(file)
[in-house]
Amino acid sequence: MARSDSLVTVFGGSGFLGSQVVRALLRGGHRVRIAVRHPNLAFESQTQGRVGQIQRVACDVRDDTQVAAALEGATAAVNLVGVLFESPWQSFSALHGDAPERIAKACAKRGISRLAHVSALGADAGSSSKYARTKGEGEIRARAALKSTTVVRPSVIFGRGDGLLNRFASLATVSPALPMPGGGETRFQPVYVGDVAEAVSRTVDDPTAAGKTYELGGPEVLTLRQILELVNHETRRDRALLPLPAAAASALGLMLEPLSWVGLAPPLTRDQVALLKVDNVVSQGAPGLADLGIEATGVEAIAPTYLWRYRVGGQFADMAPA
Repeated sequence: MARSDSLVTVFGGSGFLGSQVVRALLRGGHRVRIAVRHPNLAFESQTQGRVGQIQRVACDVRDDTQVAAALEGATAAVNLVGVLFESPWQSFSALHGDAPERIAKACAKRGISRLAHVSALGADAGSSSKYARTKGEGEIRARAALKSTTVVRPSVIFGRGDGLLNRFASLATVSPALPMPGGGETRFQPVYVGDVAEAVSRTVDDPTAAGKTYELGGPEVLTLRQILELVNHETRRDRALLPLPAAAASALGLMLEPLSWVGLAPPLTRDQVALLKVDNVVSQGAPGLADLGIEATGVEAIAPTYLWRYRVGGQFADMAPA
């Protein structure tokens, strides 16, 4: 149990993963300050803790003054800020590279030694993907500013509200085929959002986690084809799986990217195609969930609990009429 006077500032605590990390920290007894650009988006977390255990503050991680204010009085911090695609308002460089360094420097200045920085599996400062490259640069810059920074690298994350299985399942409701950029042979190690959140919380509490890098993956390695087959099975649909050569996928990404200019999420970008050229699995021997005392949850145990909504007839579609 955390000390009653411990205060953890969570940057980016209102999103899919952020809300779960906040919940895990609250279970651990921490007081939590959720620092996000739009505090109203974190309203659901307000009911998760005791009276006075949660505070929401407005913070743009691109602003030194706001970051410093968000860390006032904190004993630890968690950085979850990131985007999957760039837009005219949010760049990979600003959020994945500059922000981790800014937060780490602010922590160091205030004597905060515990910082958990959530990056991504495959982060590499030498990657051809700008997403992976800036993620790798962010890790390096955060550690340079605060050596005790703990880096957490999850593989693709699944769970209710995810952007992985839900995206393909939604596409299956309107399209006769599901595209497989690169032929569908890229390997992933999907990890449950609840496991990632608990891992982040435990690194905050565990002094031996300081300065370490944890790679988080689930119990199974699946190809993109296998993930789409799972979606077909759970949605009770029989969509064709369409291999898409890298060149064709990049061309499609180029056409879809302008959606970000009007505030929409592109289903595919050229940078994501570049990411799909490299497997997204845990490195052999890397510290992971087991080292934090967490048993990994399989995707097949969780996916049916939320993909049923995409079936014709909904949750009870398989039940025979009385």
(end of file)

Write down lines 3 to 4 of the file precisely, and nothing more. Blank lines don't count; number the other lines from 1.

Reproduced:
Repeated sequence: MARSDSLVTVFGGSGFLGSQVVRALLRGGHRVRIAVRHPNLAFESQTQGRVGQIQRVACDVRDDTQVAAALEGATAAVNLVGVLFESPWQSFSALHGDAPERIAKACAKRGISRLAHVSALGADAGSSSKYARTKGEGEIRARAALKSTTVVRPSVIFGRGDGLLNRFASLATVSPALPMPGGGETRFQPVYVGDVAEAVSRTVDDPTAAGKTYELGGPEVLTLRQILELVNHETRRDRALLPLPAAAASALGLMLEPLSWVGLAPPLTRDQVALLKVDNVVSQGAPGLADLGIEATGVEAIAPTYLWRYRVGGQFADMAPA
């Protein structure tokens, strides 16, 4: 149990993963300050803790003054800020590279030694993907500013509200085929959002986690084809799986990217195609969930609990009429 006077500032605590990390920290007894650009988006977390255990503050991680204010009085911090695609308002460089360094420097200045920085599996400062490259640069810059920074690298994350299985399942409701950029042979190690959140919380509490890098993956390695087959099975649909050569996928990404200019999420970008050229699995021997005392949850145990909504007839579609 955390000390009653411990205060953890969570940057980016209102999103899919952020809300779960906040919940895990609250279970651990921490007081939590959720620092996000739009505090109203974190309203659901307000009911998760005791009276006075949660505070929401407005913070743009691109602003030194706001970051410093968000860390006032904190004993630890968690950085979850990131985007999957760039837009005219949010760049990979600003959020994945500059922000981790800014937060780490602010922590160091205030004597905060515990910082958990959530990056991504495959982060590499030498990657051809700008997403992976800036993620790798962010890790390096955060550690340079605060050596005790703990880096957490999850593989693709699944769970209710995810952007992985839900995206393909939604596409299956309107399209006769599901595209497989690169032929569908890229390997992933999907990890449950609840496991990632608990891992982040435990690194905050565990002094031996300081300065370490944890790679988080689930119990199974699946190809993109296998993930789409799972979606077909759970949605009770029989969509064709369409291999898409890298060149064709990049061309499609180029056409879809302008959606970000009007505030929409592109289903595919050229940078994501570049990411799909490299497997997204845990490195052999890397510290992971087991080292934090967490048993990994399989995707097949969780996916049916939320993909049923995409079936014709909904949750009870398989039940025979009385």